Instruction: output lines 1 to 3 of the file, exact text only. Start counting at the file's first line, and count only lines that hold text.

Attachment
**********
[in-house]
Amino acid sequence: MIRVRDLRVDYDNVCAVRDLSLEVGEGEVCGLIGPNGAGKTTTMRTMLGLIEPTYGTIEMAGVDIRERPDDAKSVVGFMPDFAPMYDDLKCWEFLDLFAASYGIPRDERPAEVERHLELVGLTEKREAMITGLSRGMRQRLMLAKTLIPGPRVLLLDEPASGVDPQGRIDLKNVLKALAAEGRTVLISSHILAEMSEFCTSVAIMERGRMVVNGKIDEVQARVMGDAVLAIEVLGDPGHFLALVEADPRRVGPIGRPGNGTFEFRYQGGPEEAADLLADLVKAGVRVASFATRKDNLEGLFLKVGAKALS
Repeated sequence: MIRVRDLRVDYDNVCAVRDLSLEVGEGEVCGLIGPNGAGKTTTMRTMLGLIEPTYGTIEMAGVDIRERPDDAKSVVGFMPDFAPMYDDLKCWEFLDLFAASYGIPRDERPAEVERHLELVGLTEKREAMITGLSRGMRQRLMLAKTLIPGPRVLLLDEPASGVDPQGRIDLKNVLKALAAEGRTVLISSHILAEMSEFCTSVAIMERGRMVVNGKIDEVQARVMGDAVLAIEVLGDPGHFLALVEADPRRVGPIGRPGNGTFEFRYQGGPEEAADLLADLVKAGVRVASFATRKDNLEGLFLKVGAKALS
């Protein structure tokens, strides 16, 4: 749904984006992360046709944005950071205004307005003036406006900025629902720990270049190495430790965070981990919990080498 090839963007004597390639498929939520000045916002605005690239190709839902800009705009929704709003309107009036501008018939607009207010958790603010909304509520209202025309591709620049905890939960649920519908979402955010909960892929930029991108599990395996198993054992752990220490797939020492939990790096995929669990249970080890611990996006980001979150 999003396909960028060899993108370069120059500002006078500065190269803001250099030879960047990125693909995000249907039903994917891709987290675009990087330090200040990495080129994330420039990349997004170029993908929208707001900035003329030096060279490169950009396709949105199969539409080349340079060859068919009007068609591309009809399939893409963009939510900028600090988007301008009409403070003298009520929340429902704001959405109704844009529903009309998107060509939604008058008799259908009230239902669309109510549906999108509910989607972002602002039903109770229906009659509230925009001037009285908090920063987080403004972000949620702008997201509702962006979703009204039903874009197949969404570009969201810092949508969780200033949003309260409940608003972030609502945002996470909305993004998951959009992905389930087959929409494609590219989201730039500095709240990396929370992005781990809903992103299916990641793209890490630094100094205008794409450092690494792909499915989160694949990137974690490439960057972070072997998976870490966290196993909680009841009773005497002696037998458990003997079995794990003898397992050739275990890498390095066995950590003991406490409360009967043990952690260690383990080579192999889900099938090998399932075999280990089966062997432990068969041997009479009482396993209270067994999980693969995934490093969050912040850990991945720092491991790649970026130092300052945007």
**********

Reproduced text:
[in-house]
Amino acid sequence: MIRVRDLRVDYDNVCAVRDLSLEVGEGEVCGLIGPNGAGKTTTMRTMLGLIEPTYGTIEMAGVDIRERPDDAKSVVGFMPDFAPMYDDLKCWEFLDLFAASYGIPRDERPAEVERHLELVGLTEKREAMITGLSRGMRQRLMLAKTLIPGPRVLLLDEPASGVDPQGRIDLKNVLKALAAEGRTVLISSHILAEMSEFCTSVAIMERGRMVVNGKIDEVQARVMGDAVLAIEVLGDPGHFLALVEADPRRVGPIGRPGNGTFEFRYQGGPEEAADLLADLVKAGVRVASFATRKDNLEGLFLKVGAKALS
Repeated sequence: MIRVRDLRVDYDNVCAVRDLSLEVGEGEVCGLIGPNGAGKTTTMRTMLGLIEPTYGTIEMAGVDIRERPDDAKSVVGFMPDFAPMYDDLKCWEFLDLFAASYGIPRDERPAEVERHLELVGLTEKREAMITGLSRGMRQRLMLAKTLIPGPRVLLLDEPASGVDPQGRIDLKNVLKALAAEGRTVLISSHILAEMSEFCTSVAIMERGRMVVNGKIDEVQARVMGDAVLAIEVLGDPGHFLALVEADPRRVGPIGRPGNGTFEFRYQGGPEEAADLLADLVKAGVRVASFATRKDNLEGLFLKVGAKALS